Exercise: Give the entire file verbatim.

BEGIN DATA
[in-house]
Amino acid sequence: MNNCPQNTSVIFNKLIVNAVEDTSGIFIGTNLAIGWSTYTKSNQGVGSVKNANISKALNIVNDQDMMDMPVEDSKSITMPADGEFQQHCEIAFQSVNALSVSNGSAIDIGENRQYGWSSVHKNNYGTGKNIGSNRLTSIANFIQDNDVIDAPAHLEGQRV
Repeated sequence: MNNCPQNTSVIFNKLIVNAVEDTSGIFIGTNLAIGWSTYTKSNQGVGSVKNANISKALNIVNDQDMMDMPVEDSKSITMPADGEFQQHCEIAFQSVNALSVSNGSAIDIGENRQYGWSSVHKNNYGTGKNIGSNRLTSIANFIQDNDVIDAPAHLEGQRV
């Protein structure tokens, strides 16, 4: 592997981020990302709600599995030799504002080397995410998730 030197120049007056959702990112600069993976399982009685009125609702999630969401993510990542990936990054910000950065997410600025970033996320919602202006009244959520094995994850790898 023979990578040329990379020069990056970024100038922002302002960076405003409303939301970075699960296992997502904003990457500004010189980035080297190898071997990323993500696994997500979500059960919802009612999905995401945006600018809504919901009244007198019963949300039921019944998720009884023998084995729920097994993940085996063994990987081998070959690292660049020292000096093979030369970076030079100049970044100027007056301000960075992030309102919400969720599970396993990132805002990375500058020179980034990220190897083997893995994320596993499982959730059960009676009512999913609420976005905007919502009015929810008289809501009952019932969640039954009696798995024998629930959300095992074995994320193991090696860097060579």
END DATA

[in-house]
Amino acid sequence: MNNCPQNTSVIFNKLIVNAVEDTSGIFIGTNLAIGWSTYTKSNQGVGSVKNANISKALNIVNDQDMMDMPVEDSKSITMPADGEFQQHCEIAFQSVNALSVSNGSAIDIGENRQYGWSSVHKNNYGTGKNIGSNRLTSIANFIQDNDVIDAPAHLEGQRV
Repeated sequence: MNNCPQNTSVIFNKLIVNAVEDTSGIFIGTNLAIGWSTYTKSNQGVGSVKNANISKALNIVNDQDMMDMPVEDSKSITMPADGEFQQHCEIAFQSVNALSVSNGSAIDIGENRQYGWSSVHKNNYGTGKNIGSNRLTSIANFIQDNDVIDAPAHLEGQRV
């Protein structure tokens, strides 16, 4: 592997981020990302709600599995030799504002080397995410998730 030197120049007056959702990112600069993976399982009685009125609702999630969401993510990542990936990054910000950065997410600025970033996320919602202006009244959520094995994850790898 023979990578040329990379020069990056970024100038922002302002960076405003409303939301970075699960296992997502904003990457500004010189980035080297190898071997990323993500696994997500979500059960919802009612999905995401945006600018809504919901009244007198019963949300039921019944998720009884023998084995729920097994993940085996063994990987081998070959690292660049020292000096093979030369970076030079100049970044100027007056301000960075992030309102919400969720599970396993990132805002990375500058020179980034990220190897083997893995994320596993499982959730059960009676009512999913609420976005905007919502009015929810008289809501009952019932969640039954009696798995024998629930959300095992074995994320193991090696860097060579």